Solow on education

MIT economist Robert Solow participated in a recent IMF conference on “Macro and Growth Policies in the Wake of the Crisis”. Camilla Andersen interviewed him for the IMF publication Finance & Development, asking “What is needed to put people back to work? The role of education in the economic growth of middle-income and low-income countries is an important issue.”

Here is Professor Solow’s response:

We economists tend to measure education by input, not output. We count how many years people have been in school. Instead of worrying so much about quantities of education, we ought to be thinking about the content of the education. What is it that primary school or secondary school kids in poor and middle-income countries need to know? This is not necessarily what they are being taught.

And by the way, the same holds for advanced countries and the United States. We measure our success in generating an educated population in terms of the fraction of the age group that is in college. I would be very interested in other kinds of postsecondary education that are skills-based and would equip people for the jobs that are likely to be available.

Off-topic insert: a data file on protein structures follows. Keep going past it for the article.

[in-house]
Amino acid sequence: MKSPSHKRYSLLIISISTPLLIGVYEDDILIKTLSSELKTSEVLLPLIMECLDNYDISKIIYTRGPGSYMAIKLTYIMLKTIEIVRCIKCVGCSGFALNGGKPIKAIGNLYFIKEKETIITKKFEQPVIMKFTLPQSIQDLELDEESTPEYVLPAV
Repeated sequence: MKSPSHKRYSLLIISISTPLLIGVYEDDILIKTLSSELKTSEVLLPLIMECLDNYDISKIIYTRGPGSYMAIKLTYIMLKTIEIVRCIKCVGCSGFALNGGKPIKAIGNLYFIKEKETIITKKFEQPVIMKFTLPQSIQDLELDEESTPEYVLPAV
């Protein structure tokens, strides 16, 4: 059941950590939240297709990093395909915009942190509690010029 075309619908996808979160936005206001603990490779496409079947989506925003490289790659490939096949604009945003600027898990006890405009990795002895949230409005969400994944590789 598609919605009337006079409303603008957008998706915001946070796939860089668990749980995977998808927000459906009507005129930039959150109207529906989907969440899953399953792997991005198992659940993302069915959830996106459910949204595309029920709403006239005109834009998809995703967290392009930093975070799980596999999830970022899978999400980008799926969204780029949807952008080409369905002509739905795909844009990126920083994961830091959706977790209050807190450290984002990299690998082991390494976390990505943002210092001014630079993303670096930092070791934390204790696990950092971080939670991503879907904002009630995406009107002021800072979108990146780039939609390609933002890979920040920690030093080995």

That is going to require that employers be involved in the planning of that sort of education. For the United States, and perhaps for much of the world, that is a wholly new idea.

Camilla Andersen, “Rethinking Economics in a Changed World“, Finance & Development (June 2011).

Anderson interviewed two other Nobel laureates – NYU economist Michael Spence and Columbia economist Joseph Stiglitz – and reports their comments as well.

Schooling is often included as an explanatory variable in models of economic growth, because it is believed to be an important determinant of technical progress.

Robert Solow (born 1924) is famous for the “Solow residual”, known also as “total factor productivity”, which is assumed to be a measure of technical change. More accurately, it is what is left ‘unexplained’ after regressing GDP on inputs, i.e. the residual of an aggregate production function.

TdJ has insisted, in numerous posts, that aggregate production functions – and measures derived from them – can only be understood as faith, not science. These posts are titled “economics as faith”; one of them focuses on attempts to measure technical change.

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